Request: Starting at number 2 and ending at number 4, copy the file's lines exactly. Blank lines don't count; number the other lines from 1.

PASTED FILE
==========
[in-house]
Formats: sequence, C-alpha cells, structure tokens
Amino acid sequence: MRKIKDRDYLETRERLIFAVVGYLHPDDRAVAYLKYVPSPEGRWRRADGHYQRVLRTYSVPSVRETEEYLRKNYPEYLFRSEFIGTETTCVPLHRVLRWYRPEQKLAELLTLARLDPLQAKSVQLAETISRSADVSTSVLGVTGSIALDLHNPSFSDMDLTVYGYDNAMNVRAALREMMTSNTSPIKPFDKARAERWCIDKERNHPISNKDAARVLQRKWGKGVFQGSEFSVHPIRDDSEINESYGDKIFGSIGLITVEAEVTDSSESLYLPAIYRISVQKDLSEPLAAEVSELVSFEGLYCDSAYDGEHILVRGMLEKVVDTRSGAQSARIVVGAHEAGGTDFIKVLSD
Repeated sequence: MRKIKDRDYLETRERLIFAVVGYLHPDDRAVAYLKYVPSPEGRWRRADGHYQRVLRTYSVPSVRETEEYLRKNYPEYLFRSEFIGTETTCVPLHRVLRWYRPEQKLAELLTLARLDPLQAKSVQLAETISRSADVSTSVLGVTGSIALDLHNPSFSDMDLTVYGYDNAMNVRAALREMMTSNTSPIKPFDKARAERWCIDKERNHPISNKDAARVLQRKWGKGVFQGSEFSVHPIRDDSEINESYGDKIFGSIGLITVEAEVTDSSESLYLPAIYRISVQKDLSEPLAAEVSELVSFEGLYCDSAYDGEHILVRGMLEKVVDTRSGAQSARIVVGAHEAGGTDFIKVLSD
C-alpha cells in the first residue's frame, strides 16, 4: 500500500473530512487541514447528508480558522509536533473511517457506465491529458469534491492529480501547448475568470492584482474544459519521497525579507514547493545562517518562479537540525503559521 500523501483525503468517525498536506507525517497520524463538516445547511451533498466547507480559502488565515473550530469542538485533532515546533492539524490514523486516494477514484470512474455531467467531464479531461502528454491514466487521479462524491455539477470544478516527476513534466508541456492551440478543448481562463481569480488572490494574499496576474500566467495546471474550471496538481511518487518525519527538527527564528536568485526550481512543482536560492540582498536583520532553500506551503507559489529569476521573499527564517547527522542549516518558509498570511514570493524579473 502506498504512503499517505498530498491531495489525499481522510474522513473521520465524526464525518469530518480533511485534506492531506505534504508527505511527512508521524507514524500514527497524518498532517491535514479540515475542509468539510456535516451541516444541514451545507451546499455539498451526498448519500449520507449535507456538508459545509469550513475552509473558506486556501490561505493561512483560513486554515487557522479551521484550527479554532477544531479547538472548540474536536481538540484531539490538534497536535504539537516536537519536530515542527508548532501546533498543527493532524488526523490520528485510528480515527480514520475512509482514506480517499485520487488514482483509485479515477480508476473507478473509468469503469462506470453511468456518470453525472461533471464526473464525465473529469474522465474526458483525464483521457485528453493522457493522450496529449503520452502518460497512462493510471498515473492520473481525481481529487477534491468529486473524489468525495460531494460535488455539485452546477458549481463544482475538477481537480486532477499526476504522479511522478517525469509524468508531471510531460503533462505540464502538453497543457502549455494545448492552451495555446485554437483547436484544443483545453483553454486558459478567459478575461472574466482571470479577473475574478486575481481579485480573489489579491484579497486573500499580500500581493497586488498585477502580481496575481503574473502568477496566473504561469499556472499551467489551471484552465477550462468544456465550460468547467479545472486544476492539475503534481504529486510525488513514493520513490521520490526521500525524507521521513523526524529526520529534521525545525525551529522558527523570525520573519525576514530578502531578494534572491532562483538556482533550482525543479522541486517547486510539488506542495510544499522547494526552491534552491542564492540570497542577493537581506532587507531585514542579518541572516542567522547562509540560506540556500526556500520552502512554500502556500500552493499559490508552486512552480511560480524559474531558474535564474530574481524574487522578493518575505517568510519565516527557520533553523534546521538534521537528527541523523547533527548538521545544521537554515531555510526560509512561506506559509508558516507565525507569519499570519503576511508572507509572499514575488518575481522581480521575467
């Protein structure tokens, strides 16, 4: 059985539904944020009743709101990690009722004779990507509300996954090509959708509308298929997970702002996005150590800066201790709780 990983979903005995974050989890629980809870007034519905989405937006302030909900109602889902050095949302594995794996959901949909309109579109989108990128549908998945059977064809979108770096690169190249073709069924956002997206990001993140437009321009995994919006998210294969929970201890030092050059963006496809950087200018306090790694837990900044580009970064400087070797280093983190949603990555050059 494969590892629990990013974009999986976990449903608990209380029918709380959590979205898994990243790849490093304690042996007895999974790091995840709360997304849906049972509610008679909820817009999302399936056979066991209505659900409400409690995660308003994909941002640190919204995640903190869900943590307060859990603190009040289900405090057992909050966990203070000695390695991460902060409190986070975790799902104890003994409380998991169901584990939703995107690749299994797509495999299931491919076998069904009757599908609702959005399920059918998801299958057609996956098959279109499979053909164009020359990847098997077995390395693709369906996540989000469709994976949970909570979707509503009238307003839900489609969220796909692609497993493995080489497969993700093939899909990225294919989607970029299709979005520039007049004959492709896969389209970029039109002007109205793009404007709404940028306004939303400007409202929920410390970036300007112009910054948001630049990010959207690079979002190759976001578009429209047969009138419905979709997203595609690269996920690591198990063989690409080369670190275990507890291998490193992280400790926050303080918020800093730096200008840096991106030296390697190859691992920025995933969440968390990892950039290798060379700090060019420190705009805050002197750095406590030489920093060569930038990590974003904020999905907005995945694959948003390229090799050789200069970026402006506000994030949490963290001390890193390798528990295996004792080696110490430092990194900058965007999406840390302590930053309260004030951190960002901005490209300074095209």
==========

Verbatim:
Formats: sequence, C-alpha cells, structure tokens
Amino acid sequence: MRKIKDRDYLETRERLIFAVVGYLHPDDRAVAYLKYVPSPEGRWRRADGHYQRVLRTYSVPSVRETEEYLRKNYPEYLFRSEFIGTETTCVPLHRVLRWYRPEQKLAELLTLARLDPLQAKSVQLAETISRSADVSTSVLGVTGSIALDLHNPSFSDMDLTVYGYDNAMNVRAALREMMTSNTSPIKPFDKARAERWCIDKERNHPISNKDAARVLQRKWGKGVFQGSEFSVHPIRDDSEINESYGDKIFGSIGLITVEAEVTDSSESLYLPAIYRISVQKDLSEPLAAEVSELVSFEGLYCDSAYDGEHILVRGMLEKVVDTRSGAQSARIVVGAHEAGGTDFIKVLSD
Repeated sequence: MRKIKDRDYLETRERLIFAVVGYLHPDDRAVAYLKYVPSPEGRWRRADGHYQRVLRTYSVPSVRETEEYLRKNYPEYLFRSEFIGTETTCVPLHRVLRWYRPEQKLAELLTLARLDPLQAKSVQLAETISRSADVSTSVLGVTGSIALDLHNPSFSDMDLTVYGYDNAMNVRAALREMMTSNTSPIKPFDKARAERWCIDKERNHPISNKDAARVLQRKWGKGVFQGSEFSVHPIRDDSEINESYGDKIFGSIGLITVEAEVTDSSESLYLPAIYRISVQKDLSEPLAAEVSELVSFEGLYCDSAYDGEHILVRGMLEKVVDTRSGAQSARIVVGAHEAGGTDFIKVLSD